Besides the invaluable contributions of the former governor of Cross River state, Donald Duke to develop tourism in his state, neither the Federal Government nor the other governors have made similar impact to develop other tourist sites in the country.

The Chairman of Remlords Travels and Tours, Nkereuwem Onung, once told THISDAY that the inability of government to sensitise Nigerians and others to tourist attraction sites that are numerous in Nigeria was what undermined the full utilization of these sites. So the private sector had to take up that responsibility.

“As a growing tour operator we have always thought that we should educate ourselves. The first thing is this: we believe in our country; we believe in Africa; we also believe that the inbound thing is what generates money for us, so we also need to educate people to come to our country in as much as we are also going out,” Unung said.

Two years ago, the CEO of Akwaaba African Travel Market, Ikechi Uko, started the Seven Wonders of Nigeria, which was to identify seven tourist sites at different parts of the country that could constitute a huge attraction to Nigerians and foreigners.

This year, the committee  was constituted to select these sites finished its work and located seven best sites in Nigeria in addition to locating other good sites that could equally be a good attraction to the world.

Now, it is the private sector that has come to the rescue. Unung spoke about how those in the travel industry have been making efforts to market Nigeria to the rest of the world.

“You are going there to go and sell your own country, and at most times that is what we also need to activate, that is why I am also deeply involved and very, very concerned about Seven Wonders of Nigeria. That is why I am a principal partner to that project, because I believe that once that project is put in place, Nigerians will have seven sites, seven things that you will have to see. So that when we are going to WTM (World Travel Market) or any travel market, we are going to say these are what we have. People are going to ask, ‘What do you have in Nigeria?’ I think that we need to begin to promote ourselves.”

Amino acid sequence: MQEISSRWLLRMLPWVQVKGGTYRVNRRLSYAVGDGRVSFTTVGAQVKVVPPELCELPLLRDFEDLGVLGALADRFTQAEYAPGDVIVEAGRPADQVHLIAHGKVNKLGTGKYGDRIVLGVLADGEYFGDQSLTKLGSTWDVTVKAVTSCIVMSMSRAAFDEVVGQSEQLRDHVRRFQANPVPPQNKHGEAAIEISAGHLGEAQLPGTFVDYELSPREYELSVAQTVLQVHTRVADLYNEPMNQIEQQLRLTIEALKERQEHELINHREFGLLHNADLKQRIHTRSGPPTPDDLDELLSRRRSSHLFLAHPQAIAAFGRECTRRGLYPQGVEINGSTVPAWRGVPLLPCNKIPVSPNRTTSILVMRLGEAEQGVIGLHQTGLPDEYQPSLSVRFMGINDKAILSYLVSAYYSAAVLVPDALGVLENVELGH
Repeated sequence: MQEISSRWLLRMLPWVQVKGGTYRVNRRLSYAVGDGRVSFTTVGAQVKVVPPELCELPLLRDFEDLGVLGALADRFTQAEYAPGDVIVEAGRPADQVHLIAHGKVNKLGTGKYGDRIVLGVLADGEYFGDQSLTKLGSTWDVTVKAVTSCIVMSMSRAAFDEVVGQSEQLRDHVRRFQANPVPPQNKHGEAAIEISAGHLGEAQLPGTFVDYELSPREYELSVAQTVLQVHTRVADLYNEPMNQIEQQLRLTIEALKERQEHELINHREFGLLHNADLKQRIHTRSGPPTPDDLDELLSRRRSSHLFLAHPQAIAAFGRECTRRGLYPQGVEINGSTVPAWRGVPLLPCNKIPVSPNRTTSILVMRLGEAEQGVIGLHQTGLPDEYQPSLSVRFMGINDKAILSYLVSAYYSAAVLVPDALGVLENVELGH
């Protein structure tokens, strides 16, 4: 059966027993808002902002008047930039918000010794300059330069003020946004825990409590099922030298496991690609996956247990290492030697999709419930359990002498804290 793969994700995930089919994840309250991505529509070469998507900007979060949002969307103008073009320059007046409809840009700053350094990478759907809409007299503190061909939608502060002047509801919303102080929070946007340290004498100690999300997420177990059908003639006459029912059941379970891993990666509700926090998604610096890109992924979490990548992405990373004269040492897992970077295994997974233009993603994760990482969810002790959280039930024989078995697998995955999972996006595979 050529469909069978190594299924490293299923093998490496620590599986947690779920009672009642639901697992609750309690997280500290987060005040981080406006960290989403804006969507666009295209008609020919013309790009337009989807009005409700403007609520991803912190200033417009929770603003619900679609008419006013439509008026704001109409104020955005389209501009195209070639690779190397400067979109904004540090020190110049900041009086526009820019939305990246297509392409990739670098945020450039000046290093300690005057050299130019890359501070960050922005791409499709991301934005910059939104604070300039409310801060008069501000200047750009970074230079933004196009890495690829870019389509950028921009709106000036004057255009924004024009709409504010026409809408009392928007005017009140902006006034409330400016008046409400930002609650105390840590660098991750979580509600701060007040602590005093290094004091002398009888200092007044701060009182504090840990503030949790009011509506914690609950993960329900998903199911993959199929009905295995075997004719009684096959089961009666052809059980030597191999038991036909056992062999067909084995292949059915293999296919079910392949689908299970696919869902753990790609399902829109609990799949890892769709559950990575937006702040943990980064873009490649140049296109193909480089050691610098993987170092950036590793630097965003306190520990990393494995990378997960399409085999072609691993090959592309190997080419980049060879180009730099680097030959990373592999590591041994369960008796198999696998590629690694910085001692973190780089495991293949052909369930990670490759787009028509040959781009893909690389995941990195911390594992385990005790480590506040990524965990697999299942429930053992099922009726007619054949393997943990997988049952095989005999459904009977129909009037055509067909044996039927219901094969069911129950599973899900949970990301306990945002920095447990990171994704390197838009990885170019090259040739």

In 2011 Nigeria’s total passenger movement was well over 12 million, but that is small considering the nation’s population. There is no record that many foreigners who visited the country came as tourists, yet the country has the potential to be attracting at least four million tourists every year, how that would boost the revenue of Nigerian airlines!
The Seven Wonders of Nigeria include the Obudu Mountains Resort, Cross River state, the Sukur Kingdom in Admawa state, the Osun Groove, Osogbo, Osun state and the Kano Walls, Kano state.

There are also Oke Indanre Hills, Ondo state, the Benin Moat, Edo state and the National War Museum, Umuahia, Abia state.